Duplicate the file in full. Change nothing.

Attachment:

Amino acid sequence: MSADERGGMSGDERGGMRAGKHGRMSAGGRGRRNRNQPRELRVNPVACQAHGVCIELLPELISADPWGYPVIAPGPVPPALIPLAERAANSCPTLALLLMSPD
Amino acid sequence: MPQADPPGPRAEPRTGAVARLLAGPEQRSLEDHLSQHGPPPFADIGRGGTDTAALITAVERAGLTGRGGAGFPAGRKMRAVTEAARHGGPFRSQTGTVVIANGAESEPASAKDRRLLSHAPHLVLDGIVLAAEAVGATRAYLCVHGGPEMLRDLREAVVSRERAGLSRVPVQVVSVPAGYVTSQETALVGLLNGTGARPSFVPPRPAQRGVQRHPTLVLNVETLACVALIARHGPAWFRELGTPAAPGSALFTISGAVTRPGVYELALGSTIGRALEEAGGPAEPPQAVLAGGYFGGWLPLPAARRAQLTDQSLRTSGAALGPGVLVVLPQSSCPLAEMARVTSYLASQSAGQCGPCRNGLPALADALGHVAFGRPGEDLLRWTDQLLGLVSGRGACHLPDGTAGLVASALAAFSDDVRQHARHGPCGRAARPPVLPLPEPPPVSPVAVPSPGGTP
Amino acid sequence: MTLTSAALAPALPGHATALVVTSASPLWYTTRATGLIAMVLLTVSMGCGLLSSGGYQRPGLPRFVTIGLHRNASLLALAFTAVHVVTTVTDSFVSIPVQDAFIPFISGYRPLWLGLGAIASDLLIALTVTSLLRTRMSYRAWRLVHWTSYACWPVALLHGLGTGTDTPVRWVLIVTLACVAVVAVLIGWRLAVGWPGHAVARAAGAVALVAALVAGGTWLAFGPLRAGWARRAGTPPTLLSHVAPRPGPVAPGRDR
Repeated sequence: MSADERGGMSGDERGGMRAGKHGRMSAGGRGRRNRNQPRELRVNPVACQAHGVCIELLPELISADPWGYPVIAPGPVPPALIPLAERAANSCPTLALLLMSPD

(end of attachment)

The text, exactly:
Amino acid sequence: MSADERGGMSGDERGGMRAGKHGRMSAGGRGRRNRNQPRELRVNPVACQAHGVCIELLPELISADPWGYPVIAPGPVPPALIPLAERAANSCPTLALLLMSPD
Amino acid sequence: MPQADPPGPRAEPRTGAVARLLAGPEQRSLEDHLSQHGPPPFADIGRGGTDTAALITAVERAGLTGRGGAGFPAGRKMRAVTEAARHGGPFRSQTGTVVIANGAESEPASAKDRRLLSHAPHLVLDGIVLAAEAVGATRAYLCVHGGPEMLRDLREAVVSRERAGLSRVPVQVVSVPAGYVTSQETALVGLLNGTGARPSFVPPRPAQRGVQRHPTLVLNVETLACVALIARHGPAWFRELGTPAAPGSALFTISGAVTRPGVYELALGSTIGRALEEAGGPAEPPQAVLAGGYFGGWLPLPAARRAQLTDQSLRTSGAALGPGVLVVLPQSSCPLAEMARVTSYLASQSAGQCGPCRNGLPALADALGHVAFGRPGEDLLRWTDQLLGLVSGRGACHLPDGTAGLVASALAAFSDDVRQHARHGPCGRAARPPVLPLPEPPPVSPVAVPSPGGTP
Amino acid sequence: MTLTSAALAPALPGHATALVVTSASPLWYTTRATGLIAMVLLTVSMGCGLLSSGGYQRPGLPRFVTIGLHRNASLLALAFTAVHVVTTVTDSFVSIPVQDAFIPFISGYRPLWLGLGAIASDLLIALTVTSLLRTRMSYRAWRLVHWTSYACWPVALLHGLGTGTDTPVRWVLIVTLACVAVVAVLIGWRLAVGWPGHAVARAAGAVALVAALVAGGTWLAFGPLRAGWARRAGTPPTLLSHVAPRPGPVAPGRDR
Repeated sequence: MSADERGGMSGDERGGMRAGKHGRMSAGGRGRRNRNQPRELRVNPVACQAHGVCIELLPELISADPWGYPVIAPGPVPPALIPLAERAANSCPTLALLLMSPD